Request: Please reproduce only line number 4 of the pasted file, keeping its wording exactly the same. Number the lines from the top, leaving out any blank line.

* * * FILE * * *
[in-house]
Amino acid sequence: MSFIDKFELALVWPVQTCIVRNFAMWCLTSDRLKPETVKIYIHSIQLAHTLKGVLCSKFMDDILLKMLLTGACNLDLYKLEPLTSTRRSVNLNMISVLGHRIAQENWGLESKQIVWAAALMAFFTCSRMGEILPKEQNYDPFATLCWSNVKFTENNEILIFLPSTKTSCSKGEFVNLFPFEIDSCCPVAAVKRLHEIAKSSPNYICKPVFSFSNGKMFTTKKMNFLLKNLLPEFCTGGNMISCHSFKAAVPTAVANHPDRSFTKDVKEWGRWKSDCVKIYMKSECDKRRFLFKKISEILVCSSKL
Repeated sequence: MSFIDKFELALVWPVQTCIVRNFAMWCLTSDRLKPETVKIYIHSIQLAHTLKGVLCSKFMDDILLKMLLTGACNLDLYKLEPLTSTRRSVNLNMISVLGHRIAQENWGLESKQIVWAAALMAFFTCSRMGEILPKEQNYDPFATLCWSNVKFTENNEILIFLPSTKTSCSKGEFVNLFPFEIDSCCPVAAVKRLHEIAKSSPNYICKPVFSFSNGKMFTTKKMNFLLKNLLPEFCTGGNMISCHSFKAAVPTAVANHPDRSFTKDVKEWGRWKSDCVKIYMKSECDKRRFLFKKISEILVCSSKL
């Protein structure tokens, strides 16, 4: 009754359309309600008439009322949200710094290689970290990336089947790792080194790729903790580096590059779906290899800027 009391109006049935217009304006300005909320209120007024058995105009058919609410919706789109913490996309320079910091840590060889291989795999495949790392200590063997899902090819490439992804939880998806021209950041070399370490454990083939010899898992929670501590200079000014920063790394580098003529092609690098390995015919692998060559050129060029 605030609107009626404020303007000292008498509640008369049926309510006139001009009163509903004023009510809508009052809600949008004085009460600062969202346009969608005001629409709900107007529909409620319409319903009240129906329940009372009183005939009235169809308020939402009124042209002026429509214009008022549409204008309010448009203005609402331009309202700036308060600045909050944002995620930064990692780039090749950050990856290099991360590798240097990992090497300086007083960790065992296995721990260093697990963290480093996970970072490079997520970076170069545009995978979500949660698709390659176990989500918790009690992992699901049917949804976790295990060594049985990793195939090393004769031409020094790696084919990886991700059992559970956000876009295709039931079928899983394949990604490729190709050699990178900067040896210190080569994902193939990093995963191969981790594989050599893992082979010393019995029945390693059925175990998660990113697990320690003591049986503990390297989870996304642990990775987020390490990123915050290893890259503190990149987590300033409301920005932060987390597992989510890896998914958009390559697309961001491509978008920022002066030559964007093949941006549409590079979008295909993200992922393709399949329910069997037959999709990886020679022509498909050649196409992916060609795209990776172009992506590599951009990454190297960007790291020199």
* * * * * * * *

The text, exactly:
């Protein structure tokens, strides 16, 4: 009754359309309600008439009322949200710094290689970290990336089947790792080194790729903790580096590059779906290899800027 009391109006049935217009304006300005909320209120007024058995105009058919609410919706789109913490996309320079910091840590060889291989795999495949790392200590063997899902090819490439992804939880998806021209950041070399370490454990083939010899898992929670501590200079000014920063790394580098003529092609690098390995015919692998060559050129060029 605030609107009626404020303007000292008498509640008369049926309510006139001009009163509903004023009510809508009052809600949008004085009460600062969202346009969608005001629409709900107007529909409620319409319903009240129906329940009372009183005939009235169809308020939402009124042209002026429509214009008022549409204008309010448009203005609402331009309202700036308060600045909050944002995620930064990692780039090749950050990856290099991360590798240097990992090497300086007083960790065992296995721990260093697990963290480093996970970072490079997520970076170069545009995978979500949660698709390659176990989500918790009690992992699901049917949804976790295990060594049985990793195939090393004769031409020094790696084919990886991700059992559970956000876009295709039931079928899983394949990604490729190709050699990178900067040896210190080569994902193939990093995963191969981790594989050599893992082979010393019995029945390693059925175990998660990113697990320690003591049986503990390297989870996304642990990775987020390490990123915050290893890259503190990149987590300033409301920005932060987390597992989510890896998914958009390559697309961001491509978008920022002066030559964007093949941006549409590079979008295909993200992922393709399949329910069997037959999709990886020679022509498909050649196409992916060609795209990776172009992506590599951009990454190297960007790291020199």